Busting Your Hump in the Cinque Terre

The Cinque Terre and the surrounding lands, in particular my beloved Levanto, are obviously major summer tourist attractions, something that causes the number of residents in Levanto, for example, to swell from 6,000 in the winter to more than 20,000 in the summer, and that’s not counting the day-trippers.  What this means is that while winters are sleepy and calm, summers get hectic.

There is a misconception about people who work in tourist locations like Levanto: they don’t work much.  Yes, it is true that during the winter, many shops close up for months on end, and that those which stay open are not exactly being harried by customers, but the contention that people here don’t work hard doesn’t take into account the grueling summer months.

My friends Elena and Tommy, for example, who are pictured above, have a pizzeria in the center of Levanto, the Taverna Garibaldi.  They are open year-round but it’s pretty slow going in the winter, so they have started doing kid’s birthday parties as a way to expand their appeal.  But from June 1 to September 1, they are open every day, working late into the evening with every single one of their tables full for two, even three seatings.  They see their children at odd hours of the day or very late at night.  The further the season drags along, the more exhausted they get: they lose weight and lose their tans.  Those of us who aren’t in this sort of business (and I include myself) have no idea how tiring it must be going 90 nights straight to having to offer good food and pleasant service to tourists in multiple languages, many of whom don’t necessarily treat their servers with the greatest of respect.  It’s a slog.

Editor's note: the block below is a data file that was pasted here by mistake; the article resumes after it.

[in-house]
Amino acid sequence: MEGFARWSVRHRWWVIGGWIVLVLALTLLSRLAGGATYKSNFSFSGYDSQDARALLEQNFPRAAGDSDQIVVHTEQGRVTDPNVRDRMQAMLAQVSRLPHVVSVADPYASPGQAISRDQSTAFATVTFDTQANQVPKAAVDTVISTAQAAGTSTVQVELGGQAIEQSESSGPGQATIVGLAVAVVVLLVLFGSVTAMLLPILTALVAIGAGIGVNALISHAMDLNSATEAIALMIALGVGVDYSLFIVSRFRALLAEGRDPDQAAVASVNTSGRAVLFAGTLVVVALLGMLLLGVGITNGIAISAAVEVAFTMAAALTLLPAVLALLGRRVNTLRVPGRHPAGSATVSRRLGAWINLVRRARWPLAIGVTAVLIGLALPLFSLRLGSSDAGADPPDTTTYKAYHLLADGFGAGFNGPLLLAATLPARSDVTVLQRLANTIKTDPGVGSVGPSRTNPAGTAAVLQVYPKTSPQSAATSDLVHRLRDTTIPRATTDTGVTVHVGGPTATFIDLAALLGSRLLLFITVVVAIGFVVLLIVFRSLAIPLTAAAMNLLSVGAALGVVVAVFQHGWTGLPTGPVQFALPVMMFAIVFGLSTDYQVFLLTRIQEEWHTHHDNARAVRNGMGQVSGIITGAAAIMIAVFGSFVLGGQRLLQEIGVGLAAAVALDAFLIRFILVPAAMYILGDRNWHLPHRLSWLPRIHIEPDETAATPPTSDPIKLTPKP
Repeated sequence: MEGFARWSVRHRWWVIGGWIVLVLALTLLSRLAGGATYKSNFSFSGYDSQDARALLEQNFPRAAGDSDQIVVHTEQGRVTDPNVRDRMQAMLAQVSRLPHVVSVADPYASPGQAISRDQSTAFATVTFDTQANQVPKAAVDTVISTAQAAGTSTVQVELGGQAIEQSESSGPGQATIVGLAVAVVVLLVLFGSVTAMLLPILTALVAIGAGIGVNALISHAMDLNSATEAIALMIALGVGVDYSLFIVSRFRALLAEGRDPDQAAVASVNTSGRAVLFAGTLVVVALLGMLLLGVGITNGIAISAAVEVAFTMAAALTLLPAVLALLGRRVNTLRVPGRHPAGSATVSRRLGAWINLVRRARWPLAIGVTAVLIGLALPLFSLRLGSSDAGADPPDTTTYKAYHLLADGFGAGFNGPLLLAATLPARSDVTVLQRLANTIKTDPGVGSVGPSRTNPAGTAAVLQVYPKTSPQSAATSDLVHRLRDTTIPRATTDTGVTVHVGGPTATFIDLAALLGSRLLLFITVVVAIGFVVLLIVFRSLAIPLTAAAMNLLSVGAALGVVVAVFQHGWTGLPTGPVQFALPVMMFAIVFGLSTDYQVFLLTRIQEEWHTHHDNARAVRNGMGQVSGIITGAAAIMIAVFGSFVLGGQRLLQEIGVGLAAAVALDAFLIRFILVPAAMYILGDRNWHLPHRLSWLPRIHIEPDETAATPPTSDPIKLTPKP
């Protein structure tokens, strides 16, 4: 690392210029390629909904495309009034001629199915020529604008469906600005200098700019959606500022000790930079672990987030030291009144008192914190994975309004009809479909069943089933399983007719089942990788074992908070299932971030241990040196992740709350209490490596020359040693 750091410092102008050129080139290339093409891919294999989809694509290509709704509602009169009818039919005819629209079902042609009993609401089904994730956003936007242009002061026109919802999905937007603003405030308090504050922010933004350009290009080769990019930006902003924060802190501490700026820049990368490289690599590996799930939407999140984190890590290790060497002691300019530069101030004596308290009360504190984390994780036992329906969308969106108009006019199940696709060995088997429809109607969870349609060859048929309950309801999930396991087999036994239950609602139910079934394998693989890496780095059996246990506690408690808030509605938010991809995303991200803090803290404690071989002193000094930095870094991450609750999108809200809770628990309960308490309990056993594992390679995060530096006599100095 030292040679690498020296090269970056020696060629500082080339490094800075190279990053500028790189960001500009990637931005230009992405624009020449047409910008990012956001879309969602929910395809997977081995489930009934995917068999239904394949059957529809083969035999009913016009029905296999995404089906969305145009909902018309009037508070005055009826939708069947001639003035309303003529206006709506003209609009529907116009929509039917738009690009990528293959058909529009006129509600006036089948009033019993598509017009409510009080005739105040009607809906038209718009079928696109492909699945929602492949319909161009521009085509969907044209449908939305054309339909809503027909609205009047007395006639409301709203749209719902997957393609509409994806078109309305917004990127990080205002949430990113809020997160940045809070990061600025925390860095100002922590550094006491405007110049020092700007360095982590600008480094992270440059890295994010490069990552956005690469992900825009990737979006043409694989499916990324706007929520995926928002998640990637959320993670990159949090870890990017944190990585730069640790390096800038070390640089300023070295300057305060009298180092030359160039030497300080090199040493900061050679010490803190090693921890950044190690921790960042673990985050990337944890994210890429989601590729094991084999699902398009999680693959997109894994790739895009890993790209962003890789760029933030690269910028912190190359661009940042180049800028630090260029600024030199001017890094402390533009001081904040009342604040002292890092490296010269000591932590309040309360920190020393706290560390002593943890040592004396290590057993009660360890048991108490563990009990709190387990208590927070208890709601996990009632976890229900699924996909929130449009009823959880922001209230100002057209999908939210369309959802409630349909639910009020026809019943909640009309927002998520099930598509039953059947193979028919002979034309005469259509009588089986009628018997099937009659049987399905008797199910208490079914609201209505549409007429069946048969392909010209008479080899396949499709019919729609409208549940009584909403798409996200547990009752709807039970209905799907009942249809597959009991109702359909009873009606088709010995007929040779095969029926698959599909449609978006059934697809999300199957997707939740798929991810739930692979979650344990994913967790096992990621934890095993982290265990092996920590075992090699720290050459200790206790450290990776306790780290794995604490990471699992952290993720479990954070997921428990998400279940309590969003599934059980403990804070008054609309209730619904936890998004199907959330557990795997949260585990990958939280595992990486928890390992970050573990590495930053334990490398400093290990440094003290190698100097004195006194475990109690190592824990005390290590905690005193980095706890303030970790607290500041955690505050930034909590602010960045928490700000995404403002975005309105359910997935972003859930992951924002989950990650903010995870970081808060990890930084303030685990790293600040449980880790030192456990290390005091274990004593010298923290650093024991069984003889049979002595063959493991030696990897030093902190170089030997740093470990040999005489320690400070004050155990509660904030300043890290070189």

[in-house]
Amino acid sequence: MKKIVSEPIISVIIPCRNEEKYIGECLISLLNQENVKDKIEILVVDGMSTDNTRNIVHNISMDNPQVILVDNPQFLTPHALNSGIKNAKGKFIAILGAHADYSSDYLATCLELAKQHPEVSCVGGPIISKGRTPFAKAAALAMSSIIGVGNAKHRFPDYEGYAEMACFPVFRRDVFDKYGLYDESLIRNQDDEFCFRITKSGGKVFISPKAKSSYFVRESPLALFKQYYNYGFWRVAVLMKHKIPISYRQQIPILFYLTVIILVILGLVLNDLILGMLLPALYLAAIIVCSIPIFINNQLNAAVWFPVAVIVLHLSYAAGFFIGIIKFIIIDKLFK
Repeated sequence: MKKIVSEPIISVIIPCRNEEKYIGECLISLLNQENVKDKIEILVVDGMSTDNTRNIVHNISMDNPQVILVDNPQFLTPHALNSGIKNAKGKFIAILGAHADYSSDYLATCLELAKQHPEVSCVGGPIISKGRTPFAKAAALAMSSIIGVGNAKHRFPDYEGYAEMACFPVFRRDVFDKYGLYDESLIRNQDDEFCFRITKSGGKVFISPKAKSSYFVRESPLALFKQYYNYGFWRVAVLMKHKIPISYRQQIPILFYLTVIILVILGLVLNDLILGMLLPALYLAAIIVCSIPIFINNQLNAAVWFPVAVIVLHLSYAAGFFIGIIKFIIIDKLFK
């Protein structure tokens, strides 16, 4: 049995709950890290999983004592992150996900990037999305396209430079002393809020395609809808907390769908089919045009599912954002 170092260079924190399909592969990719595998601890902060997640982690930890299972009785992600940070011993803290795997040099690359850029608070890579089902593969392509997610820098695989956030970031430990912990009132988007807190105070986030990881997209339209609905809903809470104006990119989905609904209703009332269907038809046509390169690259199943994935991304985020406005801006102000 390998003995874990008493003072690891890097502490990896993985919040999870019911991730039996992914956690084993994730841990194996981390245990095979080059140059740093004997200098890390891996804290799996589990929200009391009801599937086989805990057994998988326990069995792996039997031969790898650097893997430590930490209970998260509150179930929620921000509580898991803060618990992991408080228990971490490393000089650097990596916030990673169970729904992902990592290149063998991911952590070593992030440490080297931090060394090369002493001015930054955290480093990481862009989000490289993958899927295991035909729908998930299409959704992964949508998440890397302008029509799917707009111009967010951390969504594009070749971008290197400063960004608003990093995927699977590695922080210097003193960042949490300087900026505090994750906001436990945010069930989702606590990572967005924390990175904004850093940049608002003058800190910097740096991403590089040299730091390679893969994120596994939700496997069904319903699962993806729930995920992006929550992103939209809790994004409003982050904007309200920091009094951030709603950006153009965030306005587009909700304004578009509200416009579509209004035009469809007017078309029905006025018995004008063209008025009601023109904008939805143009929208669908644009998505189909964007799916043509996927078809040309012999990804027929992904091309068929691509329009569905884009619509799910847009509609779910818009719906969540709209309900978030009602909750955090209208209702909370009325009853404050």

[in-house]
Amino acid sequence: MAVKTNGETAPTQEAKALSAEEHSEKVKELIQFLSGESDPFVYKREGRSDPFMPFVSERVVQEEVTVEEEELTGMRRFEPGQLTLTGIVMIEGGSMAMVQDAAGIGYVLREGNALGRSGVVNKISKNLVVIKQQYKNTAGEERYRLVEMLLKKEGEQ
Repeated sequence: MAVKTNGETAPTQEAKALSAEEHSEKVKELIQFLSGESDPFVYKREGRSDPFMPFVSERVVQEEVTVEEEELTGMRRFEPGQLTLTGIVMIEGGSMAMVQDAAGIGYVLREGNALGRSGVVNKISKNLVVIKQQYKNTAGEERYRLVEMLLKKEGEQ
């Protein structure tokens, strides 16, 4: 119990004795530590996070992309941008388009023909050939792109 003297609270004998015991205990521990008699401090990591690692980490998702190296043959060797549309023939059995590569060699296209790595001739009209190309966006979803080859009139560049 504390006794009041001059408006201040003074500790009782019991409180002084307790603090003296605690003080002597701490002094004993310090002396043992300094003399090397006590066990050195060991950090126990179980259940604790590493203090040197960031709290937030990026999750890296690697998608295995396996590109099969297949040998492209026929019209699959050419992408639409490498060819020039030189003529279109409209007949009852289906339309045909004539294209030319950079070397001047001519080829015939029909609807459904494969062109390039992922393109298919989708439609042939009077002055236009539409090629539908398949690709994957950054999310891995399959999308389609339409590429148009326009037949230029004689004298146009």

Where my family comes from, in Charlevoix Michigan, the scene is similar, if not quite so intense, considering the much lower number of tourists.  And over the summer season a resentment builds up and up toward the tourists and summer people who make life more complicated.  The locals even celebrate their departure with an annual walk across the bridge, sweeping the town clean of the intruders, as it were.

But here, despite the notorious grumpiness of Ligurians, you see none of this.  People are dog tired, but they push on through, knowing that they will get some rest come October, and they thank their lucky stars that there are as many tourists as there are.

So the next time you’re traveling through this area, keep in mind the conditions in which all of these people are working, trying to keep their small family businesses afloat.  And if they bring you white instead of red wine, or if the bill takes more than 5 minutes to get to your table, consider giving them a break.  They usually deserve it.

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